2012 Article, updated March 2018 A Society Problem Since I started writing and publishing articles about not-for-profit entities in 2010 they have generated various enquiries and responses, but few are more difficult to answer than the type of enquiry set out below (for obvious reasons, the details have been changed): Hi Mark.  I have just read one of your articles from last year.  We’re having terrible trouble with the Erewhon Community Society.  It built up assets, but a bad committee got in and the society’s premises were closed recently.  The chairman and also the secretary refuse to hold a meeting to wind up society.  The treasurer refuses to let any members see the financial statements, but we got a copy.  They are completely wrong, and the committee and members have not seen or approved them.  The Registrar won’t help us and says it’s an internal matter.  Some of the committee sold off majority of assets without other committee members knowing, and one of them bought some of the equipment for less than a hundred dollars.  You can imagine the rows going on.  We want society wound up legally and financial statements out in public.  Why are they hiding everything?  One of the chairman’s friends is screaming and shouting abuse at anyone who asks the chairman to do the right thing.  We won’t give up on it but we desperately need someone to help us. Information-gathering While some key information is usually provided when I receive an enquiry, there is other information to clarify (some may be obtainable by doing searches into the society through the http://www.societies.govt.nz and http://www.charities.govt.nz websites), including: Is...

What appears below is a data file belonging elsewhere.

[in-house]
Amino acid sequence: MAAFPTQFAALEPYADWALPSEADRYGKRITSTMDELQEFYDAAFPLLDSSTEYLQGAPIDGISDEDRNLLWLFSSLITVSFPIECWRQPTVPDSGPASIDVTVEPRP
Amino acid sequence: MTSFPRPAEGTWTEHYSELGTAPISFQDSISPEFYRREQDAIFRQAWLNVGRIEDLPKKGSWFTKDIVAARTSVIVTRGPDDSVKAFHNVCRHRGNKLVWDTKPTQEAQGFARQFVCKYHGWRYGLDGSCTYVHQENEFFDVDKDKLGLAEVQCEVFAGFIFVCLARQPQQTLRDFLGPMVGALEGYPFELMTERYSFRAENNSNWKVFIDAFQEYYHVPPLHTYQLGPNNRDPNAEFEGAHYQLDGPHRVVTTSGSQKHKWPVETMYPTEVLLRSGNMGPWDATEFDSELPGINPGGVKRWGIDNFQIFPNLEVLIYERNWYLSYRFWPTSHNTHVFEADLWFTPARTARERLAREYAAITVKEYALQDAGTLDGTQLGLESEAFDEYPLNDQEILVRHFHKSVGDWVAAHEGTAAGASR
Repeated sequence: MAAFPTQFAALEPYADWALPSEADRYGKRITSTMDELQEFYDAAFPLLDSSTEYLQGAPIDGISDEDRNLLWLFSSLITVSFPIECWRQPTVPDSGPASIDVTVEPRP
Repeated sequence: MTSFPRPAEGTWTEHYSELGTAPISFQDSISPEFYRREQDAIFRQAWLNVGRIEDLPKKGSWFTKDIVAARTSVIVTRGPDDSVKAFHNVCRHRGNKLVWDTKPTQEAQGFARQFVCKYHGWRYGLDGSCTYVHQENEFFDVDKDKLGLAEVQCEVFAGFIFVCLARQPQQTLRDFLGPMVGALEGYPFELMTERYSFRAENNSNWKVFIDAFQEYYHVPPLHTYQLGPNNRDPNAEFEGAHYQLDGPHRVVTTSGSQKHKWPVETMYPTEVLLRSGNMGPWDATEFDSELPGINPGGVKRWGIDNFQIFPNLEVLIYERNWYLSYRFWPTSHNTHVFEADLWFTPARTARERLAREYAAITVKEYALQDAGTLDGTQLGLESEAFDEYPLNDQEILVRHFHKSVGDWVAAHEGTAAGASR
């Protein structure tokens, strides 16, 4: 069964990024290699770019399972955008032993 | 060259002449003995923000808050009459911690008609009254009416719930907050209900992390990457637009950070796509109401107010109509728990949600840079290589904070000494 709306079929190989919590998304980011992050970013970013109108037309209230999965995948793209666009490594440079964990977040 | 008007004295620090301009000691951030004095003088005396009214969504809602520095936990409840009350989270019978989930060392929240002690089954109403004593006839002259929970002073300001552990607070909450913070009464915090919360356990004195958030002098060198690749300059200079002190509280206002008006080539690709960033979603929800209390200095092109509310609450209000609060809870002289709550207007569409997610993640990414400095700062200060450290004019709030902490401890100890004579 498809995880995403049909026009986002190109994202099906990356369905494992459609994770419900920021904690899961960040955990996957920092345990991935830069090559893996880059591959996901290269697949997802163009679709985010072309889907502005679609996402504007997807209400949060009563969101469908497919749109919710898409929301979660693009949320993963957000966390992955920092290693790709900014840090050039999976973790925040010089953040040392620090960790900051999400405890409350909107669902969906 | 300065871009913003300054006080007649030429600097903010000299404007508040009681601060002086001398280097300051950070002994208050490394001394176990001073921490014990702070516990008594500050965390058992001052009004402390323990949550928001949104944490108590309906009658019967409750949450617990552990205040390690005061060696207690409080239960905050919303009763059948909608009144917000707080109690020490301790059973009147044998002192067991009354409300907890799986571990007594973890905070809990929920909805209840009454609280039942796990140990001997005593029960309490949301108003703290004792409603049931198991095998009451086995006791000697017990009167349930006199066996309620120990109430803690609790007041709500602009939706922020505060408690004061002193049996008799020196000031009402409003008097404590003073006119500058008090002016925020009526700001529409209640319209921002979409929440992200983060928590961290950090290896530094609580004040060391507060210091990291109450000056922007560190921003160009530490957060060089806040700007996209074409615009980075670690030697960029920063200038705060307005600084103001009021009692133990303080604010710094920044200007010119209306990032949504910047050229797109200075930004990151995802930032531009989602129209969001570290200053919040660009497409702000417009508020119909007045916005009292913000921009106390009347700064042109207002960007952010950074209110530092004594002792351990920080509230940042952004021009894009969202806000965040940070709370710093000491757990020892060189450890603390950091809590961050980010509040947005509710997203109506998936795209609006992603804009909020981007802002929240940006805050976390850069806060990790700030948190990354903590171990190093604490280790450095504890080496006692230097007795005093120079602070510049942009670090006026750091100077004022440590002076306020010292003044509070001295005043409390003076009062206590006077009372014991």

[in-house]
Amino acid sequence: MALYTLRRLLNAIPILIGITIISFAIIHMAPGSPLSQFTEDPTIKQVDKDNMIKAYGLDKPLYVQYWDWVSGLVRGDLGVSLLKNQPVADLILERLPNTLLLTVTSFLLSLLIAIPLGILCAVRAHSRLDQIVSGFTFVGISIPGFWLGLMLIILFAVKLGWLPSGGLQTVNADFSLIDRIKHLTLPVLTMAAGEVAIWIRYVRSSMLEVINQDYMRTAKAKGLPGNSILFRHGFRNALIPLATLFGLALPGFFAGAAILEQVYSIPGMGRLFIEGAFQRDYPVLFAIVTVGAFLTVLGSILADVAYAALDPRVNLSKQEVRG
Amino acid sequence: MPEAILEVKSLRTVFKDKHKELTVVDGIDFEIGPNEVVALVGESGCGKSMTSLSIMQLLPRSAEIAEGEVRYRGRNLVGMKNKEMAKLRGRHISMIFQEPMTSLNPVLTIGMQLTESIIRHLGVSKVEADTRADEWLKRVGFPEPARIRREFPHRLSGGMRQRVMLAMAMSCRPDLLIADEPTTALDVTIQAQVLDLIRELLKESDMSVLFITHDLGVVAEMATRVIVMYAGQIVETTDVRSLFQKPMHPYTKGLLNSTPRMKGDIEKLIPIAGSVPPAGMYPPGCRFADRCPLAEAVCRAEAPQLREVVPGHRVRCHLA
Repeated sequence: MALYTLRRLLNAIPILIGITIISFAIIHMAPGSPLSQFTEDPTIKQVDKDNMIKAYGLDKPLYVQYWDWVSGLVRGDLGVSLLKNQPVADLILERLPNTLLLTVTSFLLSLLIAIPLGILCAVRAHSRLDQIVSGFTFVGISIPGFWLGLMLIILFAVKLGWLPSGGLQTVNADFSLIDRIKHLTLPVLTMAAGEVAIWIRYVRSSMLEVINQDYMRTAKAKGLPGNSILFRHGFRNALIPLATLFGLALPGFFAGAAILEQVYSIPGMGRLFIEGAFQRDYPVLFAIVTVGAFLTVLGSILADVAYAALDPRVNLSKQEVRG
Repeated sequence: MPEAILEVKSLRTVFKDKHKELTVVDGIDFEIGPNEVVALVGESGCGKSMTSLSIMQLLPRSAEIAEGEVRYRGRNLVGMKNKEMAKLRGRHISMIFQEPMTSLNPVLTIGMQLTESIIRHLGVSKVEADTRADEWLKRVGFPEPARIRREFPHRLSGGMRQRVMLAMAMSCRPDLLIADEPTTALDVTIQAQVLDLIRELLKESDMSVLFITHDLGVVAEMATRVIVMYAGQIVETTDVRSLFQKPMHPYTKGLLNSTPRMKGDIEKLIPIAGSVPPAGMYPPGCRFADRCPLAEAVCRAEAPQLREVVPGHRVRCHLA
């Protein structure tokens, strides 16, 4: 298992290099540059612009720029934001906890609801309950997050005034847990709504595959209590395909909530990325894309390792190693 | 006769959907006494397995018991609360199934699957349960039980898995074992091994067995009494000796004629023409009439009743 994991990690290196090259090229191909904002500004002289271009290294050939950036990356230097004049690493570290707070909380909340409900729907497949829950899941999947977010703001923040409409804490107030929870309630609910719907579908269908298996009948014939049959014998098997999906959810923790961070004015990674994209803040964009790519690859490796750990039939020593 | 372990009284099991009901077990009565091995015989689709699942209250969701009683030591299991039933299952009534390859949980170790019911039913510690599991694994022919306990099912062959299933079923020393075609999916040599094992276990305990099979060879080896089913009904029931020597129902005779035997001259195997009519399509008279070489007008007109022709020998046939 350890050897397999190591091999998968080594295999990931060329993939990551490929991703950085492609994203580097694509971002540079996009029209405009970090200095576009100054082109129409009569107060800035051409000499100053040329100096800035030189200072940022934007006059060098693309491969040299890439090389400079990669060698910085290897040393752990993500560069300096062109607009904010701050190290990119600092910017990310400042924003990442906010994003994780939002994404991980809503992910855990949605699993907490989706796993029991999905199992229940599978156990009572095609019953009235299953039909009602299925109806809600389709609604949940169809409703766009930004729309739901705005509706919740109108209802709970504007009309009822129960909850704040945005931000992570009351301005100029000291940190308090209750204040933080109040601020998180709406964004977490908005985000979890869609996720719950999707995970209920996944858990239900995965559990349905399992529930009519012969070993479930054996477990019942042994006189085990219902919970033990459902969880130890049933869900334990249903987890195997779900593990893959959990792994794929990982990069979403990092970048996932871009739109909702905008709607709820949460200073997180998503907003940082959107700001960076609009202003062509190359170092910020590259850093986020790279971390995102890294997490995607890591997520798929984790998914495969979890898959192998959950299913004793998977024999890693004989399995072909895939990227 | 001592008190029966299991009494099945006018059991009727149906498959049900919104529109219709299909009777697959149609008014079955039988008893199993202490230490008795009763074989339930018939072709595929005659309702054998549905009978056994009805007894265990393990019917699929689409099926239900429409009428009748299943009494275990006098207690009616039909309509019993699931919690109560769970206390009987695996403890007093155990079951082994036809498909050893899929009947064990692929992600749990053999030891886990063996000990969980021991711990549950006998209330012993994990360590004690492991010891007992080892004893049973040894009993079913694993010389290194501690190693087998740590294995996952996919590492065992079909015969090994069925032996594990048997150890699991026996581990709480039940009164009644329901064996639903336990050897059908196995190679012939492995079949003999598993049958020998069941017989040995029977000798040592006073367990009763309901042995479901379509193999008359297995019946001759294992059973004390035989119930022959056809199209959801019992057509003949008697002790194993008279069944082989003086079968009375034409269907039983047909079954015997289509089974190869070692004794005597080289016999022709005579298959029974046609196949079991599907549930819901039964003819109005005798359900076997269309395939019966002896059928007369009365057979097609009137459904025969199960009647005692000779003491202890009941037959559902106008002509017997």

Resolving deadlocks in Societies and Charities

2012 Article, updated March 2018 Dealing with Deadlocks At a mediation I was involved in some years ago, a mediator observed that those who go to Court should be seeing a psychiatrist rather than a lawyer.  That is doubly true where society deadlocks cannot be resolved, especially in view of the deficiencies of the Incorporated Societies Act 1908 (see Porima v Te Kauhanganui o Waikato Inc [2001] 1 NZLR 472, [80] [84]).  Such deadlocks usually occur in meetings or in elections. Deadlocks in Committee and General Meetings Subject to any contrary constitutional provisions, a chairperson has a normal vote as a member (a “deliberative vote”) and no further or “casting” vote (see Turner v Pickering [1976] 1 NZLR 129 at 134 and a number of UK decisions, three involving one Council are cited below). As noted in R v Bradford Metropolitan City Council ex p Wilson [1989] 3 All ER 140 (Divisional Court) at 151 (and see 147-148), the “… purpose of granting a casting vote to chairmen of local authorities cannot have been to enable them to preserve the status quo, because any motion will lapse if there is no majority for it . . . Unless the tie is broken, decisions cannot be made. That is essential if the administrative measures necessary for the proper conduct of local government are to be passed.” The wisdom of that decision was reflected in the 2004 amendment to the Local Government Act 2002 (which, as first enacted, was intended to remove the casting vote of the chairperson of local authority meetings), with Clause 24, Schedule 7, now confirming that although there...